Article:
In a perfect world, dance DJs would possess encyclopedic knowledge of every genre at their fingertips, not just the deft touch it takes to translate that knowledge into a transcendental dance experience.
That's impossible, I know, but one prototype of that ideal might be Philadelphia's royal sound selector, Rich Medina. During the last two decades of the curating, crate-digging, Cornell-educated audiophile's career, Medina has built unfailingly funky sets with a mélange of Afrobeat, soul, hip-hop, disco, breakbeat and house records. And since 2001, his infamous New York-rooted, globetrotting "Jump N Funk" parties have brought more attention to the life of Fela Kuti and Afrobeat music at large.
The genre and its concomitant Pan-Africanism have long played pivotal roles in Medina's artistic approach, whether through his poetry, his production or his sets behind the decks. Put him near a dance floor, and all this focused knowledge and experience goes wild.
When I reached Medina by phone several days before his headlining appearance at the Mosaic Fall Music Festival, though, he was nowhere near a dance floor. He was instead driving around Philadelphia with a trunk full of school supplies from Staples. His son, Kamaal, started second grade the next day. "Doin' the real work" is how he describes this particular errand; as far as his other work goes, we asked him to contextualize it.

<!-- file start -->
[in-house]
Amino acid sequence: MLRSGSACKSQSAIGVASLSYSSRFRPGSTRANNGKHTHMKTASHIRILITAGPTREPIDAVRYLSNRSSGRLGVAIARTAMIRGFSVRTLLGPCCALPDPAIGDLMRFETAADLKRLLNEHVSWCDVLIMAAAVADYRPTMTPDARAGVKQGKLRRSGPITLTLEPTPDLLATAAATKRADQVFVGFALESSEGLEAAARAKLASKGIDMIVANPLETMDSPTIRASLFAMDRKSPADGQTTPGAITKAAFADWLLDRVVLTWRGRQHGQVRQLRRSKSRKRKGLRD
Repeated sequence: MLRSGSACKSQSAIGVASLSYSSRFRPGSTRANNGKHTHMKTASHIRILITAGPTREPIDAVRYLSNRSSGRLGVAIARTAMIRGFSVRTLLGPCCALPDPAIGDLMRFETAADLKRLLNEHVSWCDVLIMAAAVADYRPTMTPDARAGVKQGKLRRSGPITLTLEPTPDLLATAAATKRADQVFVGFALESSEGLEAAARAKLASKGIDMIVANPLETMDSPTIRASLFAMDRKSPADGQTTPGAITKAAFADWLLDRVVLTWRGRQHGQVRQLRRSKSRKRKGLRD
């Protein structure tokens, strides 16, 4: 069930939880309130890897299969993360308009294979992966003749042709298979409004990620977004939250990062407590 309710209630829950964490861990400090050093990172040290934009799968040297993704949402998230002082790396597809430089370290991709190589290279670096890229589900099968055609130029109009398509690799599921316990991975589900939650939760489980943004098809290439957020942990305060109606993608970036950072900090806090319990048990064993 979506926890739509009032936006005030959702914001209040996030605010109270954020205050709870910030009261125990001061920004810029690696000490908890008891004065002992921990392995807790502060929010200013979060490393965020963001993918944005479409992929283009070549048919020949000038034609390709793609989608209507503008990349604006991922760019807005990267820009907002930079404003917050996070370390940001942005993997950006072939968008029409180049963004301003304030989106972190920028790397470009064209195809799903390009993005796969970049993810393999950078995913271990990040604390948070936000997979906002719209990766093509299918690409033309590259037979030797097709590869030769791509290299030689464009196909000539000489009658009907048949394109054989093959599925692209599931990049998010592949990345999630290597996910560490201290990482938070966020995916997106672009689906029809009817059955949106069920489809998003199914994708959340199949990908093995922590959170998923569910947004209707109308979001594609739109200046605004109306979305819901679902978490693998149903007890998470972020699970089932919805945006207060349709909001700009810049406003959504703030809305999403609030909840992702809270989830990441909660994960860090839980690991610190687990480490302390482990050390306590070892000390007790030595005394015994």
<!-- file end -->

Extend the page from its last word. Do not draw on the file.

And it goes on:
BREAKBEATIt's the foundation of my career as a DJ. I'm a card-carrying member of the Universal Zulu Nation. I'm blessed to be close personal friends with BreakBeat Lou [Louis Flores], who was Lenny Roberts' partner in the Ultimate Breaks & Beats series. That kind of became a grail for all of us in the early days of digging. Breakbeats are the backbone of hip-hop DJing, production, b-boying, graffiti and everything that has to do with the five components of the culture.
ACADEMICSIf you don't pass your classes, you get left back. If you get left back, you don't get your diploma or degree. If you don't get your diploma or degree, you're fighting a little bit harder than the ones that do. On a basic level, academics gives us all the tools that we need to go out into the world as adults. I was the first person in my family to go to college. I went to Cornell University. Despite the fact that I'm not working in my marketing and management major, I still use a great deal of the business acumen that I learned via my education in order to keep my business alive. It's a template for discipline.
FOUR-ON-THE-FLOORFour-on-the-floor dance music obviously has its origins in disco and what we like to call classic dance records. It's the electronic manifestation of the future of disco. In that music, a great deal of people have found a lot of opportunities for a career and for expression, whereas they may have had a more difficult time finding those same opportunities in other styles of music. I personally grew up steeped in hip-hop culture, but I also grew up in Club Zanzibar, Skate Key, Club 88 and the Shelter. For me, house music has always been a vital component of my game.